Some parts of South Camberwell are blessed with fruit trees. In Abbotswood Road an old and some more recently planted crab-apple trees seem almost overburdened at this time of year. Grove Park has pear and apple trees of such size they must date back many decades, if not to the time when it was part of Dr. John Coakley Lettsom’s villa.
The Albrighton Youth Club has survived despite the very tragic cuts in funding from the Tory/Lib-Dem run Southwark Council. The resulting staff redundancies have been met by a flowering of volunteers and a determination to provide when local authority ignores our children’s futures.
So, SoCam jam, taking the abundance of South Camberwell fruit windfalls and turning it into jam and jelly to raise funds for the youth services at the winter fete, is just one way we are seeking to ensure our kids have something to do in a structured and safe environment.
SoCam pear and apple jelly, SoCam jam with a hint of rosemary, pear and redcurrant, bramble and apple and, I’m about to make the first trial batch, crab-apple, quince, fuchsia and pear. Any jam jars anyone would like to recycle?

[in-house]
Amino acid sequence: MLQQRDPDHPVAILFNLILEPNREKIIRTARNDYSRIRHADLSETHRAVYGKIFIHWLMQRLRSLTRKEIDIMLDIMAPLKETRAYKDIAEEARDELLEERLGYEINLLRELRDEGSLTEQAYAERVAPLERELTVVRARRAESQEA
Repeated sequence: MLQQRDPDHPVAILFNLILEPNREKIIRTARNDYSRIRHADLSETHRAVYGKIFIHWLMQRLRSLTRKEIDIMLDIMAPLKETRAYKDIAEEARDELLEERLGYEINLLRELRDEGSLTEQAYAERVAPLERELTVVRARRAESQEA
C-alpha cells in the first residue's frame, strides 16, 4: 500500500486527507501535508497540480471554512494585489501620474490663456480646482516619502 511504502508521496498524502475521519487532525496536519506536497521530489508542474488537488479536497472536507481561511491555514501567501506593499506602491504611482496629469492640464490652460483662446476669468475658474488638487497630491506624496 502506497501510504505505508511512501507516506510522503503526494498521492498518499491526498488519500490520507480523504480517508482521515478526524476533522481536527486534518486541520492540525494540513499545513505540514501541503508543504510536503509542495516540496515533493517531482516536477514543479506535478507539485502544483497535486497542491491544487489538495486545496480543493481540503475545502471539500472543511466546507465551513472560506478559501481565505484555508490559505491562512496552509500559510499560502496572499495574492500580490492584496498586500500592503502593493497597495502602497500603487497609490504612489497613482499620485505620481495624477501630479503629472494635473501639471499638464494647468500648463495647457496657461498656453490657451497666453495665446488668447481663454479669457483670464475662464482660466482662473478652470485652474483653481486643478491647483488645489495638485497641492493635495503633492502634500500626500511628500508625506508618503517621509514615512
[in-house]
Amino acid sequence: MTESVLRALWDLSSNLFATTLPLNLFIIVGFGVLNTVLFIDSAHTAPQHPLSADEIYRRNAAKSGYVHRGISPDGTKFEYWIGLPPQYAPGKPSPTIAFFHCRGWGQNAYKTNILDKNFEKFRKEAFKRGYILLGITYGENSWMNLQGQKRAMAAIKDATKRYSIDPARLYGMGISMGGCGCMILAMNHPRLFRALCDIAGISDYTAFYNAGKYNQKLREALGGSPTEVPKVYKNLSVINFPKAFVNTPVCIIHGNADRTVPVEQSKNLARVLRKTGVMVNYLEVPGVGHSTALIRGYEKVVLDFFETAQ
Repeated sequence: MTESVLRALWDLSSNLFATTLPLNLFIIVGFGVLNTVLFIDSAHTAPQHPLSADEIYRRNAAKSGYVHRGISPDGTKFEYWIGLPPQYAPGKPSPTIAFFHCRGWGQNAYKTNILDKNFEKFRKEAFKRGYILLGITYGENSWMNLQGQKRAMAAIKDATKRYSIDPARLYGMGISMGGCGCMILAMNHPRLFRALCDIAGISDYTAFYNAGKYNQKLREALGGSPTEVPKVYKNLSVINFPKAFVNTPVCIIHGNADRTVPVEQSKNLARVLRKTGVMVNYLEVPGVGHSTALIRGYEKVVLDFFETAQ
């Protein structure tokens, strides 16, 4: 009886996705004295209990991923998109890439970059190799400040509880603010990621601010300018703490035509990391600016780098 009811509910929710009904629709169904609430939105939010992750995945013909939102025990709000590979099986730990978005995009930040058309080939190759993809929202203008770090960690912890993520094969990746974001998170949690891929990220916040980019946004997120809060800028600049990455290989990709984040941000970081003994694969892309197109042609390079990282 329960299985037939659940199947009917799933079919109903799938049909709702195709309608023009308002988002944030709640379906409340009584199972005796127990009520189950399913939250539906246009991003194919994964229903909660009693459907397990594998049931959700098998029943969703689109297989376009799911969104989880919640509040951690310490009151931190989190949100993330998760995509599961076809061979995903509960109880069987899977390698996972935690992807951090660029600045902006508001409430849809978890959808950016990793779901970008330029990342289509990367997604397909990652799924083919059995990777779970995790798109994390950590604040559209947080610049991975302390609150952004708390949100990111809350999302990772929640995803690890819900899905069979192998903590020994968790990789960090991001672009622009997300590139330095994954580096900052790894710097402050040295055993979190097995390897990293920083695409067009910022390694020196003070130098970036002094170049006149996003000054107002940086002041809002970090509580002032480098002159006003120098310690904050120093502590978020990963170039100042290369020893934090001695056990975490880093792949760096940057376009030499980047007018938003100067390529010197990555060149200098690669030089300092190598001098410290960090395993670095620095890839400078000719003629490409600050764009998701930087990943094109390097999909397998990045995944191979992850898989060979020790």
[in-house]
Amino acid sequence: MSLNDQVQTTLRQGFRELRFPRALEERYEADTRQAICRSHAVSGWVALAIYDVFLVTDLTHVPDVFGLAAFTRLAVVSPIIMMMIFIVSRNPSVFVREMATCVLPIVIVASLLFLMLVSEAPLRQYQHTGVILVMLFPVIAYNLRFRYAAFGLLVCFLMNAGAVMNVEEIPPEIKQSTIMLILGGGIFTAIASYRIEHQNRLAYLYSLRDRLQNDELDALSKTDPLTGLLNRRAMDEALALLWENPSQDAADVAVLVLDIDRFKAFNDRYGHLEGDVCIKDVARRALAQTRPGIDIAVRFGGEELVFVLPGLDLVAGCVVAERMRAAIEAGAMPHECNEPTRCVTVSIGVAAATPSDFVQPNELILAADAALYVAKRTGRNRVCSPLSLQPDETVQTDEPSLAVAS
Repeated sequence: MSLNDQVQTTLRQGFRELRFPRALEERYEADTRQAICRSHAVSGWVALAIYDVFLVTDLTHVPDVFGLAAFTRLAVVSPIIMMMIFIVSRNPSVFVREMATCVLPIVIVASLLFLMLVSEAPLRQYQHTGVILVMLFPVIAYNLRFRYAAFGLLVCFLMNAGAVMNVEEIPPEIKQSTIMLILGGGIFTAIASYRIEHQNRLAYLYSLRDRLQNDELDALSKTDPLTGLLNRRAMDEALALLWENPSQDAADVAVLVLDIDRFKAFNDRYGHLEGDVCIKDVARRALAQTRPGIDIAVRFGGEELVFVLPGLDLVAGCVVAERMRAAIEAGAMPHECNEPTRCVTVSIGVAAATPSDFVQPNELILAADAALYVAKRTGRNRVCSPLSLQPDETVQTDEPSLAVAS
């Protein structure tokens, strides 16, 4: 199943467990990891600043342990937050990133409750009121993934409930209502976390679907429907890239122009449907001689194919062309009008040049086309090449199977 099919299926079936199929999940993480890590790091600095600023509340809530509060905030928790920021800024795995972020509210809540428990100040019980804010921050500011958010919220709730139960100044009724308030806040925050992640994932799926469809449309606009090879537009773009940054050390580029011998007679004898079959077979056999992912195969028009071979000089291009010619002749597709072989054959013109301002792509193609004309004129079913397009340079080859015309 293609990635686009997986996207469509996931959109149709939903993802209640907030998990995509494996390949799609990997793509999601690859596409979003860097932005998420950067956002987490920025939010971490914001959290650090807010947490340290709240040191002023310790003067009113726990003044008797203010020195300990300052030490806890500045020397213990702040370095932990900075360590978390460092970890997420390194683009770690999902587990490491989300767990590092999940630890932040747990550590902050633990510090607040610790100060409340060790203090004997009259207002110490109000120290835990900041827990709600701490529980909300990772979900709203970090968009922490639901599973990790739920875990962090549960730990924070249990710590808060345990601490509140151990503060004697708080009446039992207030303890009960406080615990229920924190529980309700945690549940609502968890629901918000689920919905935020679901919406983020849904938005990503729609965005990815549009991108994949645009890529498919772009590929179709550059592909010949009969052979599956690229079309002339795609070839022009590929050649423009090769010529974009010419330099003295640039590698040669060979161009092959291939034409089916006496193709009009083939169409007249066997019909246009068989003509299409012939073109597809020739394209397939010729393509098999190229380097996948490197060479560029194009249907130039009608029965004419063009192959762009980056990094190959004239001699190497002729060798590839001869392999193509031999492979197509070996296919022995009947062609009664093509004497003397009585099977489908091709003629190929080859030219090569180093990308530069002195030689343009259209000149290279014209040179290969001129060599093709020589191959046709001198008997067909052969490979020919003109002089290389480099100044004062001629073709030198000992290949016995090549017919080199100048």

Grow your own is a concept I favour and in our “people’s garden” sage, rosemary, thyme and mint (English, Peppermint, Russian and lemon) grow with some other less obvious herbs and all seem to have survived the regeneration grit blasting! Redcurrant and blackcurrant were stomped upon so crops were very limited.
Now, the use of sugar to make jam did get me thinking about climate change and working towards a non carbon future and the huge challenges and opportunities of the 21st century.
Just where does our jam sugar come from?
I know sugar is an intensively irrigated crop and beet sugar (30% of the world’s sugar production) burns a fossil fuel such as coal, oil or gas during processing.
“Whether from sugar beets or sugar cane, or from sugar crops grown using conventional, biotech or organic methods, sugar is pure and natural and has identical nutritional value, composition and wholesomeness. The sugar is the same no matter its original plant source or growing practice.” It turns out genetic modification of beets and cane is well advanced in the Americas.